25 June 2014
Hadrosaurs on the Run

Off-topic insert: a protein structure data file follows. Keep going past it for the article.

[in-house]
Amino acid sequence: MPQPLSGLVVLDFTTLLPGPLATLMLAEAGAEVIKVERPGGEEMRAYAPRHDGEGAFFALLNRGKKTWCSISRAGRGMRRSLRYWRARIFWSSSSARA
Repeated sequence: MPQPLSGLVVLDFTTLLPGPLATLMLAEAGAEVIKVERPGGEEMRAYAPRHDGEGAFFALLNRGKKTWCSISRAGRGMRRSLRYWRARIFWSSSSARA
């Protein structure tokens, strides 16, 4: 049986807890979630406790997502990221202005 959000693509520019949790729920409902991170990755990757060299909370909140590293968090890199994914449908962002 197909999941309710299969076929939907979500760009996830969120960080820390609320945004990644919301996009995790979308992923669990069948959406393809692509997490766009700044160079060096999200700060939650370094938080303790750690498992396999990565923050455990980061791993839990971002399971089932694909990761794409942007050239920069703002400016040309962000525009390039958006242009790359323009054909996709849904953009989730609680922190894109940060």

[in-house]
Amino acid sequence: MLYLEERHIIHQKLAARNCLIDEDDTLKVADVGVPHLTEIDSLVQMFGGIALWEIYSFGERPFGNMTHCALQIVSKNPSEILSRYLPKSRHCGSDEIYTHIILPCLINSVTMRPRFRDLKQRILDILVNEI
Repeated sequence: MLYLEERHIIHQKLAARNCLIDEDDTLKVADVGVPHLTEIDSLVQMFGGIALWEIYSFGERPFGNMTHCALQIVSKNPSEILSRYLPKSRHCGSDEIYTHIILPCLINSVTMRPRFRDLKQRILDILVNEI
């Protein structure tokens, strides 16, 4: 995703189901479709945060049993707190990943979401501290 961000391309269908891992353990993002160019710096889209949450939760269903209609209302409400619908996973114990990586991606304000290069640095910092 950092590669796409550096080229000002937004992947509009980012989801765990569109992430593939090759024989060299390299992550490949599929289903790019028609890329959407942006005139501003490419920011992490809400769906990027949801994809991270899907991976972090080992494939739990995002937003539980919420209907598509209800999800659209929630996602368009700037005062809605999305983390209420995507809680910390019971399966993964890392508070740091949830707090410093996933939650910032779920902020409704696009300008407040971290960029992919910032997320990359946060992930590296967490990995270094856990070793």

During the 1970's Ostrom took a short break from birds and Deinonychus to investigate some trackways discovered near the town of Holyoke in Massachusetts. Holyoke is near the middle of Massachusetts in the Appalachian Mountains and only a few hours north of Yale. The nearby Ostrom and Yale were the logical first calls for someone in Massachusetts to make. The trackway that was discovered was approximately 150 feet by 60 feet and covered by nearly 140 foot prints with three toes. The impressions measured between 2.5 inches to 13.8 inches long. The tracks belonged to small theropods like Grallator. Ostrom studied their feeding and moving habits and also studied trackways of herbivores to determine how they moved. The interactions of the tracks of predator and prey appeared to have indicated that the larger herbivores moved in larger herd for protection while the predators moved in small groups or singly. The trackways near Holyoke were oriented in parallel pathways, indicating that the small theropods must have been traveling together in search of prey items. The ichnofossil (trace fossils such as trackways) and inferred behavioral studies of Ostrom are less well known because they were eclipsed by his work on Deinonychus and warm-bloodedness as well as his work on bird-dinosaur connections. However, his 1972 article entitled Were some dinosaurs gregarious? was a very important piece of the herding and predating behaviors of dinosaurs that had not been highly explored at that time. Thankfully they have been explored in much depth since then, but this article was very influential in these studies.